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News Education State calendar law changes grant students a long summer

State changes to the school calendar laws will give students three full months of summer this year. Macon County Board of Education approved the school calendar for the 2013-14 school year during Monday night’s regularly scheduled meeting. The calendar aligns with North Carolina’s school calendar law passed by the N.C. General Assembly which states schools may begin no earlier than the Monday closest to Aug. 26. With this school year's last day scheduled for May 24, students are in store for a lengthy summer, which will be nearly a month longer than in the past two years.

According to interim Superintendent Dr. Jim Duncan, as in previous years, a committee comprised of teachers, PTA members and central office staff was assembled to develop the calendar. The calendar puts teachers returning from summer break on Tuesday, Aug. 20, with students returning Monday, Aug. 26. The new calendar puts the last day for students on June 14 with the last teacher workday scheduled for June 16.

The school calendar has been the center of debate in the state's legislature over the past few years, with changes being made each year.

The newest change in the law, which was approved in the last legislative session of 2012, prevented Macon County and other districts from starting early to avoid winter weather that often delays the exam schedule that occurs before the winter break. This year, because of the weather waiver, schools in Macon County started on Aug. 9.

Over the last few years, lawmakers on both sides of the political spectrum have debated with local school boards and community organizations about when schools should be mandated to start and end.

In addition to the new start date mandates, the legislation will no longer be law, but instead, it gives local districts the option for students to either receive 1,025 hours of instruction time or attend school for 185 days. However, the law still requires attendance for "at least nine calendar months.”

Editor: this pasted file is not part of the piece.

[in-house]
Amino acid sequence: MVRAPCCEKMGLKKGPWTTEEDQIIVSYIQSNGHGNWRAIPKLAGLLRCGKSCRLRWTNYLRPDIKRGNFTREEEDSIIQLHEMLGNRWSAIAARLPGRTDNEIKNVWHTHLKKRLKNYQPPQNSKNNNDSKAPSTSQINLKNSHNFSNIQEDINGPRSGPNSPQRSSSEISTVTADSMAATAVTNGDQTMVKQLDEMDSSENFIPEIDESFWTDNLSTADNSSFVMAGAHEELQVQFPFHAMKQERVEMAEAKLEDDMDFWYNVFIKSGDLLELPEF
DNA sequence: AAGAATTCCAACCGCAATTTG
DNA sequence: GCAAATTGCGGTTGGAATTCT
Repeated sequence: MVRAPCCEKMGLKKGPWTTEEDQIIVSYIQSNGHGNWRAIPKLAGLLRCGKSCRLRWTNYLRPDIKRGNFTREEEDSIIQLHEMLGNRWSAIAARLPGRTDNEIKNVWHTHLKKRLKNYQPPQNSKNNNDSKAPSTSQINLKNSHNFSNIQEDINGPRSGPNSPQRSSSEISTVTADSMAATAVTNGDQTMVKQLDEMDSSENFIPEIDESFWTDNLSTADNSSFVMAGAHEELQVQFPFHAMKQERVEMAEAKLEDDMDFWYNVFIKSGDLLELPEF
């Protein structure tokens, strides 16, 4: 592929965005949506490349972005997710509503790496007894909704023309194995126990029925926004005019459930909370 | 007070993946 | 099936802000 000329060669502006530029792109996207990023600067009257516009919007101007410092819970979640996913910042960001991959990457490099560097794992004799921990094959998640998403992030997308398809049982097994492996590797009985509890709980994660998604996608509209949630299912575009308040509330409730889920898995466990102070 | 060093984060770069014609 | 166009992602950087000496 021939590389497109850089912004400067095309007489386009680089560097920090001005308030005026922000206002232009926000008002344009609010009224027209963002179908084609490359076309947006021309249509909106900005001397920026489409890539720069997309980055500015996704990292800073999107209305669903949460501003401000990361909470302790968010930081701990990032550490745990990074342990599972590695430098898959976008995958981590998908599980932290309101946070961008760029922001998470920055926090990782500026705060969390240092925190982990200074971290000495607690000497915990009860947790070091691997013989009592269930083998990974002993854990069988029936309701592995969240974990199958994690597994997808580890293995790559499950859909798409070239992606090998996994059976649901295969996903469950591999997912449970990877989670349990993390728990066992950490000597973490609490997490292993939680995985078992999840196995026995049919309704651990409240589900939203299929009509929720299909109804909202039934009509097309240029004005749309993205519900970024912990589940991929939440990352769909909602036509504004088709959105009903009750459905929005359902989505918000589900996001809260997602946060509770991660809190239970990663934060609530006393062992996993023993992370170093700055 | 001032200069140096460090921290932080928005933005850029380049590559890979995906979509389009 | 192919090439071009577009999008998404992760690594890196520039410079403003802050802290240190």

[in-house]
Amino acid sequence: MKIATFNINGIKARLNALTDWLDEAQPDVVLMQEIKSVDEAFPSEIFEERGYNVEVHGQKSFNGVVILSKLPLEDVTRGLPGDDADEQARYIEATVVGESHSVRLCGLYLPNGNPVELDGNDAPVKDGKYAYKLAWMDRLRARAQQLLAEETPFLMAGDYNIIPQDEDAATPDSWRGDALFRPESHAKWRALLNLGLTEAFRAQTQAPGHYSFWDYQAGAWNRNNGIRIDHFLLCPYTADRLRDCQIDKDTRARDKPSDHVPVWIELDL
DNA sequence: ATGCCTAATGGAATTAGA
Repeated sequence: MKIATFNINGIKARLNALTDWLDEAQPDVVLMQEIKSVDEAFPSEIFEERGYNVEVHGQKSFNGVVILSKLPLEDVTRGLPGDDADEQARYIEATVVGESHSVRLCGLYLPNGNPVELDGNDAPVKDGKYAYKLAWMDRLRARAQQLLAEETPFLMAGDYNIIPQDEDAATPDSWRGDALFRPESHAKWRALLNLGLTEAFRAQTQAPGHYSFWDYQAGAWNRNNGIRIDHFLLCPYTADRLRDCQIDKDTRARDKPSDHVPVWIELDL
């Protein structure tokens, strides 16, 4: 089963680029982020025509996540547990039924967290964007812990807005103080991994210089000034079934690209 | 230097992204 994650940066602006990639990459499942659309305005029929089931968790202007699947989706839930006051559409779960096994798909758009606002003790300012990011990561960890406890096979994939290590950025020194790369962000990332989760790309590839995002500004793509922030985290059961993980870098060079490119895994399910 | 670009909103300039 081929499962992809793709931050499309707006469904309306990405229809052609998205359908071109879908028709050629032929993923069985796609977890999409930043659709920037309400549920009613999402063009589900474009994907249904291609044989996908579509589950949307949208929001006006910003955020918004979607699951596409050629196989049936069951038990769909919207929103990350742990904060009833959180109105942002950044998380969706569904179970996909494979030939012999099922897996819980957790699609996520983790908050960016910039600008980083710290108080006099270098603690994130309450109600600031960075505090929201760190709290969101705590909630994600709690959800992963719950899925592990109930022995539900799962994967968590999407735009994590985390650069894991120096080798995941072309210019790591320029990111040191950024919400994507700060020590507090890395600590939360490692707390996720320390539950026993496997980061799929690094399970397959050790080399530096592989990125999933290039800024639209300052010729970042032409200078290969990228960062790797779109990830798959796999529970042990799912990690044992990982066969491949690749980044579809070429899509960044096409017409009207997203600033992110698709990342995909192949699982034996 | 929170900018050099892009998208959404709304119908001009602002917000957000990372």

Due to recent legislative changes by North Carolina’s General Assembly, Macon County’s Central Office was forced to adhere to strict guidelines when developing the 2013-2014 school calendar. Because of changes to the school calendar laws, all local districts were mandated to develop a school calendar starting on the Monday closest to Aug. 26 and ending on the week of June 10. The new laws prohibit schools from utilizing a weather waiver, as Macon County has done in the past. School officials also had to develop the calendar based on a new law requiring students to receive 1,025 hours of instructional time, instead of the previously mandated 180 days. [CLICK FOR LARGE VERSION]The calendar approved by the board Monday night puts students attending school for 180 days which amounts to 1,080 hours of instructional time. By having those hours of designated instructional time built into the calendar, the district is allotted 55 hours that can be used for snow days, which would not force students to attend additional class days to make up the days like they have in the past.

Lawmakers justified the most recent change as a way to give local districts more control of the calendar. “The law was intended to give schools more flexibility ... it was an attempt to give local districts more control of their calendar,” Senator Jim Davis (R-50) said last fall.

Members of Macon County's board did not view the new laws as less restrictive. According to board member Stephanie McCall, while trying to meet the state's new requirements that were intended to save the summer months, the school calendar suffered. McCall voiced her concern about the effect not having a fall break in October would have on students. Typically, students have been given a fall break during October, but because of the new mandates, the only break students will be given in October falls on Oct. 28. "We have always been told in the past by Pat Davis [Macon County Schools Testing Director] that a fall break was so important for our students," said McCall. "I am concerned that this calendar takes that away and could hurt our students."

In addition to the lack of a fall break, McCall pointed out that the calendar put end of semester testing after the Christmas break, something else Macon County has tried to avoid in the past. "Not only is there a more than 15 day break right before testing, when the materials should be fresh on the students’ minds, students are only back in school after the break for nine days before they are out for another three," said McCall. "It is hard enough for parents to get kids back into school after Christmas, and then we turn around and send them home for three more days."

Dr. Duncan assured McCall that those were also concerns of the committee who designed the calendar, but because of the restrictions handed down by the state, he felt that the proposed calendar was the best option for Macon County. "It would be my recommendation to approve this calendar, because I believe it is the best option for students and teachers in the community," said Dr. Duncan. "I would also suggest that you only approve this calendar for a year, because with the amount of changes being handed down from Raleigh, next year may be a completely different story."

The school board unanimously voted to approve the 2013-2014 school calendar.





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